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What does "Gifted & Talented" Mean?

"Gifted & Talented" is a term used in schools to describe children who have the potential to develop significantly beyond what is expected for their age.

"Gifted" refers to a child who has abilities in one or more academic subjects such as English or Maths. "Talented refers to a child who has skills in a practical area such as Music, Sport or Art.


A gifted child tends to:

  • develop speech and vocabulary early.
  • ask lots of questions and be very curious.
  • read early.
  • learn quickly.
  • have a good memory.
  • be good at puzzles.
  • enjoy problem solving and reasoning.

What support is available?

The National Association for Gifted & Talented Children runs a Support Network to help parents -

Here are some tips to try to support Gifted & Talented children in different subjects:

Literacy: Encourage the use of word games which promote the extension of vocabulary and grammar. Provide your child with crosswords and other literacy-based puzzles - you could even try getting them to create their own.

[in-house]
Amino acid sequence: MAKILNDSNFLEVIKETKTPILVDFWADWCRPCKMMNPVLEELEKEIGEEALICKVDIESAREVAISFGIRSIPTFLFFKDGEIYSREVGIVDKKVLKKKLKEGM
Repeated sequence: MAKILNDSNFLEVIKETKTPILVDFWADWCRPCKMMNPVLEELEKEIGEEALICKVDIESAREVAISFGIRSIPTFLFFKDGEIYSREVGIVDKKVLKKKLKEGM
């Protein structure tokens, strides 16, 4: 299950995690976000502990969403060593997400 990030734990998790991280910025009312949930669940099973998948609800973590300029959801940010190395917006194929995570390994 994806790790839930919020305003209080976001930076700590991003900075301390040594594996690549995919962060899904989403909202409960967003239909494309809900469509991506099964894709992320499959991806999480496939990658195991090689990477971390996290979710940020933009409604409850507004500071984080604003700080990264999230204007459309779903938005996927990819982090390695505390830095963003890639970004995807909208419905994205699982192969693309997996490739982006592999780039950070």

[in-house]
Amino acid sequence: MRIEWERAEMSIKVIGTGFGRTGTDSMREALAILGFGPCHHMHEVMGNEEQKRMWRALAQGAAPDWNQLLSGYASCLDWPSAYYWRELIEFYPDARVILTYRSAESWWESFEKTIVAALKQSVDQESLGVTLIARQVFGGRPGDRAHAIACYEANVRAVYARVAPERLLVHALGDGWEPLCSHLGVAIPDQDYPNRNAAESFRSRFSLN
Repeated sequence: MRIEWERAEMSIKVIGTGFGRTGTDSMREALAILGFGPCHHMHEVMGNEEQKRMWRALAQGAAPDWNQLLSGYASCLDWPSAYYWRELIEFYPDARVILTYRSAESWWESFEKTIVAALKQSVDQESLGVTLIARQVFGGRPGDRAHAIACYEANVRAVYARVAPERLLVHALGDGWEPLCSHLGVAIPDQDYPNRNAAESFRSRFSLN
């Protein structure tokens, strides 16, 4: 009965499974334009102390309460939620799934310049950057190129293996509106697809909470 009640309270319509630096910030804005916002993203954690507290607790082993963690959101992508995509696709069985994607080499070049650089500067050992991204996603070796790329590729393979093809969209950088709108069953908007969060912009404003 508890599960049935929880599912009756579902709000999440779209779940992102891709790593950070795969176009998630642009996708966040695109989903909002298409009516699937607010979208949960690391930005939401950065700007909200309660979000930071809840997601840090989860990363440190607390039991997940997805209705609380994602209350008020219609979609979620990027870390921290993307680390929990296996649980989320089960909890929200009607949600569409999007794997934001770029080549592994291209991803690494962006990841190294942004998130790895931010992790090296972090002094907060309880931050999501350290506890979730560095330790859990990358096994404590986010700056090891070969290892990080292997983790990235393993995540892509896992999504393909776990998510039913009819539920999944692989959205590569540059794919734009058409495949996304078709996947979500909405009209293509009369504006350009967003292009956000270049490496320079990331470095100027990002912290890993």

Maths: As with literacy, your child could try participating in mathematical games which require solving or creating puzzles. They could enter national competitions, tournaments or maths quizzes.

MFL: Provide as many opportunities as possible for your child to practice speaking, listening to and writing in the language they are learning. Penpals and exchanges are excellent ways of immersing your child in their new language and they help to consolidate learning.

History: Provide your child with a wealth of historical sources they can refer to. Take them to historical sites, visit library archives and introduce them to primary sources, such as letters, journals and documents. A great project they could work on is tracing their family tree - it will extend their research abilities, while being a topic that is of personal interest to them.

Science: Make use of the scientific opportunities in and around the home. Encourage your child to observe pond life and behaviour patterns of local wildlife. They could set up feeding tables in the garden, plant seeds, or conduct weather experiments. You could even try taking them to science lectures and science fairs to extend their learning.

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